Researchers at the Paul Scherrer Institute in Switzerland have developed a high-quality recombinant virus protein that could be applied in the development of vaccines against the 2019 novel coronavirus (2019-nCoV) and in the detection of novel viruses or antibodies.
The team has developed a soluble 2019-nCoV spike receptor-binding domain (RBD) that is labeled with a fluorescent protein to enable easy detection.
The spike RBD is the subdomain found on 2019-nCoV that binds the human host cell receptor angiotensin-converting enzyme 2 (ACE2) to gain viral entry.
The spike RBD is, therefore, a key target in drug discovery research and vaccine development.
Roger Benoit and colleagues say the fusion protein they have developed is of high protein purity, soluble, and capable of forming a complex with the peptidase domain of human ACE2.
Furthermore, the protein expression and purification protocol the researchers used only requires standard cell culture techniques and equipment.
A pre-print version of the paper is available on the server bioRxiv*, while the article undergoes peer review.
Schematic overview of the key features of the expression region of the construct (not to scale). CMV promoter (PCMV), tetracycline operators (2X TetO2 ), Kozak consensus sequence (Kozak), human interferon alpha 2 (IFNα2) signal peptide including start codon for the complete fusion protein, yellow fluorescent protein (YFP), human rhinovirus 3C protease cleavage site (HRV 3C), 2019-nCoV spike RBD (S RBD), 8xHis-tag (His-tag), two stop codons (Stop), BGH polyadenylation sequence (BGA pA). Important unique restriction enzyme recognition sites are indicated.
Important targets in drug discovery and vaccine development studies
2019-nCoV is the causative agent of the coronavirus disease 2019 (COVID-19) pandemic that continues to sweep the globe, posing a major public health threat.
One crucial area of interest to scientists is the development of high-quality recombinant virus proteins that would aid research related to vaccine development and improved detection assays, as well as an overall understanding of the virus.
Since the RBD of 2019-nCoV binds human ACE2 with high affinity, it has become an important target in drug discovery and vaccine development research.
What did the researchers do?
Benoit and colleagues set out to produce a high-quality, soluble 2019-nCoV spike RBD that is fluorescently labeled to improve detection.
Now the researchers have described a construct and protocol for the expression and purification of milligram amounts of N-terminally yellow fluorescent protein (YFP)-labeled 2019-nCoV spike RBD.
The fusion protein comprises an N-terminal interferon alpha 2 (IFNa2) signal peptide, an enhanced YFP, a FLAG-tag, a human rhinovirus 3C protease cleavage site, the RBD of the 2019-nCoV spike protein, and a C-terminal 8x His-tag.
Since the 2019-nCoV spike RBD contains disulfide bonds and N-linked glycosylations, it is typically produced via secretion from eukaryotic cells.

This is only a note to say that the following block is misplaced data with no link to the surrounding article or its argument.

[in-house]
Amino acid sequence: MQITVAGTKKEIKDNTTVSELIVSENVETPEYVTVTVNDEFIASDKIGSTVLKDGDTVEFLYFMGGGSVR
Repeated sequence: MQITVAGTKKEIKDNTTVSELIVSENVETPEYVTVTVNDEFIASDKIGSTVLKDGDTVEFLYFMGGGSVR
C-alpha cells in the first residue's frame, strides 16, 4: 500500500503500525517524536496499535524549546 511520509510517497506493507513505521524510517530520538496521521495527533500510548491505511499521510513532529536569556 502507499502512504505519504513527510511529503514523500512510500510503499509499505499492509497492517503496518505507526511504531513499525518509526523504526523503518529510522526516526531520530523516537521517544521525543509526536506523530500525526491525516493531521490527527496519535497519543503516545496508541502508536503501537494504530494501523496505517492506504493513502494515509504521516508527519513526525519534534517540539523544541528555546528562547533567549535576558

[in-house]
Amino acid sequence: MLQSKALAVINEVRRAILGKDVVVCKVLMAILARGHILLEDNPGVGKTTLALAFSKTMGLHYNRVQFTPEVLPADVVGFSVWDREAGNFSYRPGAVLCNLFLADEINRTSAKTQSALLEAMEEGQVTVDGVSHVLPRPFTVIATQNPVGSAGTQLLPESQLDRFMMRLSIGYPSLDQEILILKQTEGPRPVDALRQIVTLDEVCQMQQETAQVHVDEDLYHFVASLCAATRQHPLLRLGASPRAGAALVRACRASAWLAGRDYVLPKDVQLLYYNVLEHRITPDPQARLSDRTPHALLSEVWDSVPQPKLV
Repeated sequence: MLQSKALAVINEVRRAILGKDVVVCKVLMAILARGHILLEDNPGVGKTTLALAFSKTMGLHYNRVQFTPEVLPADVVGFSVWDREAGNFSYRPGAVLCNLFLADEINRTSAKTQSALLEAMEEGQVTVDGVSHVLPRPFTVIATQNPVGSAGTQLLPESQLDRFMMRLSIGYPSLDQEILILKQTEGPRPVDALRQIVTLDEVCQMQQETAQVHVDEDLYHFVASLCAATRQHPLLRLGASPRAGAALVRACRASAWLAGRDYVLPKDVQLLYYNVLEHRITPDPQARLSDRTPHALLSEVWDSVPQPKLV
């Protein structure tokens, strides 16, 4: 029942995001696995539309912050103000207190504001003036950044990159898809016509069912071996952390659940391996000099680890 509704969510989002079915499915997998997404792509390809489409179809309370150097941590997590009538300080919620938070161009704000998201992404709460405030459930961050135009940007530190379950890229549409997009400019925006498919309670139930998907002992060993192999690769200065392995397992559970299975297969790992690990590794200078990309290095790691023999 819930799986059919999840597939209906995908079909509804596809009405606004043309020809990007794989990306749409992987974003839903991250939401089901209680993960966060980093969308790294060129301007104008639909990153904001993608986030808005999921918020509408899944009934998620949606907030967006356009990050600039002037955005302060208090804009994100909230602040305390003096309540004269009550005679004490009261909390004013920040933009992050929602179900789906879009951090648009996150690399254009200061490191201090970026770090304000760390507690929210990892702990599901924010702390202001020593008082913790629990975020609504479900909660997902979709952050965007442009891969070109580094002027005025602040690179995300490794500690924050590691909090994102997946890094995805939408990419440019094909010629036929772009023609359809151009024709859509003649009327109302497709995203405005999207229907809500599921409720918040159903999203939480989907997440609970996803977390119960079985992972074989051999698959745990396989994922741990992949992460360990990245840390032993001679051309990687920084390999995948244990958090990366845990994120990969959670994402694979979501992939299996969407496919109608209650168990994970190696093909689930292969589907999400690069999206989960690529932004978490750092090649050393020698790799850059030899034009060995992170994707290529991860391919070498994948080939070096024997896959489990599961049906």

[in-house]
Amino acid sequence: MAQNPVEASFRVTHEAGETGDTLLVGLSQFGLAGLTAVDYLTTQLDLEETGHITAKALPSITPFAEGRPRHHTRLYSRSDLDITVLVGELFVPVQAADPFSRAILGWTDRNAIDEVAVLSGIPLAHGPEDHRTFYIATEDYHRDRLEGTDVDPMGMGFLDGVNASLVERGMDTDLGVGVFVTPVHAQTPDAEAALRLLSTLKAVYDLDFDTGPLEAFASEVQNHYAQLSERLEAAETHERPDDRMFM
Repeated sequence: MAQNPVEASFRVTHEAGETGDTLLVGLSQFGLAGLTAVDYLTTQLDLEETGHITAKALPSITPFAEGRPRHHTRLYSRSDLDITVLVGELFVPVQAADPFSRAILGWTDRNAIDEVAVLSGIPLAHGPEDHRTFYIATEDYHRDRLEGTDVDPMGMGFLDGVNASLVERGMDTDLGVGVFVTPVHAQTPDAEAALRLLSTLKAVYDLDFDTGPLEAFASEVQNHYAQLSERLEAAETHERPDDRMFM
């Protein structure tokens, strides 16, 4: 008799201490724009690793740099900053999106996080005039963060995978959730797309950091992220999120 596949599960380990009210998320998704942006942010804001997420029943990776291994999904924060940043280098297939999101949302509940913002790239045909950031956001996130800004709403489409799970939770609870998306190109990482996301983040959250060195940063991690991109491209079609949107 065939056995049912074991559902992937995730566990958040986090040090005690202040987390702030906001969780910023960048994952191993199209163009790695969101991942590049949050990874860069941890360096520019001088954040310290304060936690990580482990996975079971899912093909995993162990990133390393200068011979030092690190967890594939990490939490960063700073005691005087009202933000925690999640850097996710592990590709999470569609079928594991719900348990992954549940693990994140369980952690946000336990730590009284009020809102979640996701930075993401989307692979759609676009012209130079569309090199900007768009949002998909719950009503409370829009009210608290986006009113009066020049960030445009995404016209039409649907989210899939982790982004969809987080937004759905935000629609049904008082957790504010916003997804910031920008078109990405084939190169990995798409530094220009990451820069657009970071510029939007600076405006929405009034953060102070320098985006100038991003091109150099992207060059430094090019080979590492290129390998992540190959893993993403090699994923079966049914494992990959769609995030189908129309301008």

The team reports that expression of the fusion protein is performed via secretion into serum-free medium from adherent, stably transfected human embryonic kidney 293 cells.
“The protocol involves only standard cell culture techniques and equipment,” writes the team.
High protein purity was achieved
Analysis by sodium dodecyl sulfate-polyacrylamide gel electrophoresis (SDS-PAGE) showed that the Ni-NTA Immobilized Metal Ion Affinity Chromatography (IMAC) purification process the team used yielded very high protein purity.
The initial small scale IMAC purification from 200 µl Ni-NTA resin resulted in 280 µg protein of high purity.
Analysis by size-exclusion chromatography (SEC) and negative staining electron microscopy showed that the fusion protein was soluble and monodisperse.
On incubating the purified fusion protein with the enzyme Peptide: N-glycosidase F (PNGase F), the team found that migration on SDS-PAGE was slightly faster, indicating the presence of N-linked glycosylations in the secreted protein.
Mass spectrometry analysis confirmed the presence of these glycosylations and their reduction following PNGase treatment.
The fusion protein formed a complex with human ACE2
To test whether the YFP-labelled fusion protein binds target human ACE2, the team produced purified human ACE2 peptidase domain and analyzed the two proteins by SEC. The analysis confirmed that the fusion protein binds the human ACE2 peptidase domain, both when fused with YFP and following removal of YFP by proteolytic cleavage.
The findings led the team to propose potential research areas where the fusion protein could be applied.
“Possible applications for the fusion protein include binding studies on cells or in vitro, fluorescent labeling of potential virus-binding sites on cells, the use as an antigen for immunization studies or as a tool for the development of novel virus- or antibody-detection assays,” conclude Benoit and colleagues.
bioRxiv publishes preliminary scientific reports that are not peer-reviewed and, therefore, should not be regarded as conclusive, guide clinical practice/health-related behavior, or treated as established information.